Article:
History of Life on Earth

Published: 2021-09-10 14:40:10
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Category: Evolutіon, Nature, Adaptation

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Chapter 25: History of Life on Earth Synthesis of Organic Compounds on Early Earth
The Earth probably formed about 4. 6 billion years ago, and was bombarded with rocks and other material until about 3. 9 billion years ago.
The Earth then cooled, allowing for the formation of oceans. Scientists hypothesize the general atmosphere, or at least some regions, were naturally reducing environments, meaning that they added electrons to compounds.



Activation energy provided by lightening or UV radiation may have been able to create organic compounds and amino acids, as demonstrated by a number of modern experiments.
Abiotic Synthesis of Macromolecules
Experiments have been done in which amino acid solutions in hot sand have formed polymers, but not true proteins. These polymers may have functioned as basic catalysts of some kind, however.
Protobionts
Cells have genetic material in the form of DNA and RNA, which they are also capable of replicating. Nothing like this has been generated spontaneously in lab experiments.
However, early structures called protobionts have had some of the capabilities associated with life. Experiments have spontaneously create protobionts, which are simple sphere of membrane that can perform simple metabolic and reproductive functions.
Note: phospholipids spontaneously form a bilayer, like the membrane that surrounds cells, so that part of the puzzle is easy to solve. Self-Replicating RNA and the Dawn of Natural Selection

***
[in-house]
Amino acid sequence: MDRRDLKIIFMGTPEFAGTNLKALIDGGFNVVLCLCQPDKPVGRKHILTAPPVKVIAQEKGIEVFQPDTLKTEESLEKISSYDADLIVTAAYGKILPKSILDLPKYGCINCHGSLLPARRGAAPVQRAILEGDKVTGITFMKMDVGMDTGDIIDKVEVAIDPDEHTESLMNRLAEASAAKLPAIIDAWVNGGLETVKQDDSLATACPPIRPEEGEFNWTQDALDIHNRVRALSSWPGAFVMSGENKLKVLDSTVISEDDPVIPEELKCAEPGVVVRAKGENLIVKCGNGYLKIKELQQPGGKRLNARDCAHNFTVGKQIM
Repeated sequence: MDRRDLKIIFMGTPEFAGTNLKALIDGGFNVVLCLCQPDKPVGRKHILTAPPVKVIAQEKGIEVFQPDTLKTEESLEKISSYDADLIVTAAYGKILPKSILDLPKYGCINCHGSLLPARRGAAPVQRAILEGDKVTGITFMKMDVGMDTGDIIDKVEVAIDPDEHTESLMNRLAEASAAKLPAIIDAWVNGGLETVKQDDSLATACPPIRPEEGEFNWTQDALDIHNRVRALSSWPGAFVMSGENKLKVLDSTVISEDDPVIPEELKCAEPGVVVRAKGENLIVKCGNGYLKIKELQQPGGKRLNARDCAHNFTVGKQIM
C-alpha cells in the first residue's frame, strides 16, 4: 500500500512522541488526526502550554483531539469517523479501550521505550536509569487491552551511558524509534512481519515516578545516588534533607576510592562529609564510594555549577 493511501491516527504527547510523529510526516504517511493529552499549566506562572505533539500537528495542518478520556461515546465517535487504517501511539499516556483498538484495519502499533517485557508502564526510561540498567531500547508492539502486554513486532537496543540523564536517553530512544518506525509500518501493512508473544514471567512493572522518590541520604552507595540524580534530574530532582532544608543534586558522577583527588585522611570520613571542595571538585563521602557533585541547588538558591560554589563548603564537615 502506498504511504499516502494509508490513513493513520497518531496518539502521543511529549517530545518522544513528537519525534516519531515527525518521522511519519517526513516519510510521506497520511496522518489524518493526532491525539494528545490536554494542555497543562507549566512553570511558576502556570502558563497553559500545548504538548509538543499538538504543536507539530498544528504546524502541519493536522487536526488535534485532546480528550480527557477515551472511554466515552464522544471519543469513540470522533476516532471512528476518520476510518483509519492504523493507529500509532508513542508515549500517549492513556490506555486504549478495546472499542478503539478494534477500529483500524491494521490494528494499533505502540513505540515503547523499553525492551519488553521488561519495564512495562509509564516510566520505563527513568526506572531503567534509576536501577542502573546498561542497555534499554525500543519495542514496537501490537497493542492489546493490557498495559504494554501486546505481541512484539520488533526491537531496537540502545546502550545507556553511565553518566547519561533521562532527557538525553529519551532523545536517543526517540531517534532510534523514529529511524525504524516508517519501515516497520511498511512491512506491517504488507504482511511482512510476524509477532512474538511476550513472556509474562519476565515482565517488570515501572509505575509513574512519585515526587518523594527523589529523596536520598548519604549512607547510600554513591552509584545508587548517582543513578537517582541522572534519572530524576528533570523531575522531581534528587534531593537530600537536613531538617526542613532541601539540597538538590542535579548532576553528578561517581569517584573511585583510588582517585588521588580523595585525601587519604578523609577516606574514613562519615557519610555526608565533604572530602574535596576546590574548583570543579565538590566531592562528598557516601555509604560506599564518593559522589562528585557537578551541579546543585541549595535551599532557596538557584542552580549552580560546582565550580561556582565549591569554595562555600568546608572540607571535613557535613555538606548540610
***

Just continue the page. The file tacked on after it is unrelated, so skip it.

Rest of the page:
Simple RNA structures called ribozymes can carry out basic chemical reactions and are even capable of replicating themselves. As ribozymes replicated themselves (with errors) protobionts could have developed internal collections of slightly different enzymes that formed a rudimentary metabolic system. The RNA in these early “cells” may have served as a template for the eventual creation of a DNA genome, which would have reduced the number of errors made during replication.
The Fossil Record
The fossil record gives a glimpse of life on Earth during different time periods and provides clues for evolutionary research. However, the fossil record also has significant gaps, but some are being filled by new discoveries.
How Rocks and Fossils are Dated
Fossils appear in individual sediment layers, which tell us the order that they were formed in but not an actual age in years. Scientists use radiometric dating to determine absolute ages.  Radiometric dating is based on the fact that some radioactive elements have predictable half-lives, or periods in which half of the substance will decay. If you know how much of a certain radioactive element an organism has when it died, such as carbon-14, you can determine its age by measuring the amount of carbon-14 remaining today. Older fossils are harder to date, but you can at least guess based on the age of fossils in the surrounding layers. The Origin of New Groups of Organisms The presence of certain bones, different kinds of teeth and other characteristics can help researchers make inferences about what an animal may been like while it was alive. Changes between similar fossils of different time periods also show the pace of evolutionary change.
The First Single-Celled Organisms
Scientists have found fossilized stromolites that are thought to have lived 3. 5 billion years ago – the earliest organisms discovered to date. Stromolites are mounds of prokaryotes that bind to their kin and other inorganic material.  Photosynthesis and the Oxygen Revolution 2. 7 billion years ago, there were probably cynobacteria in the ocean that used photosynthesis for energy and released oxygen in the process.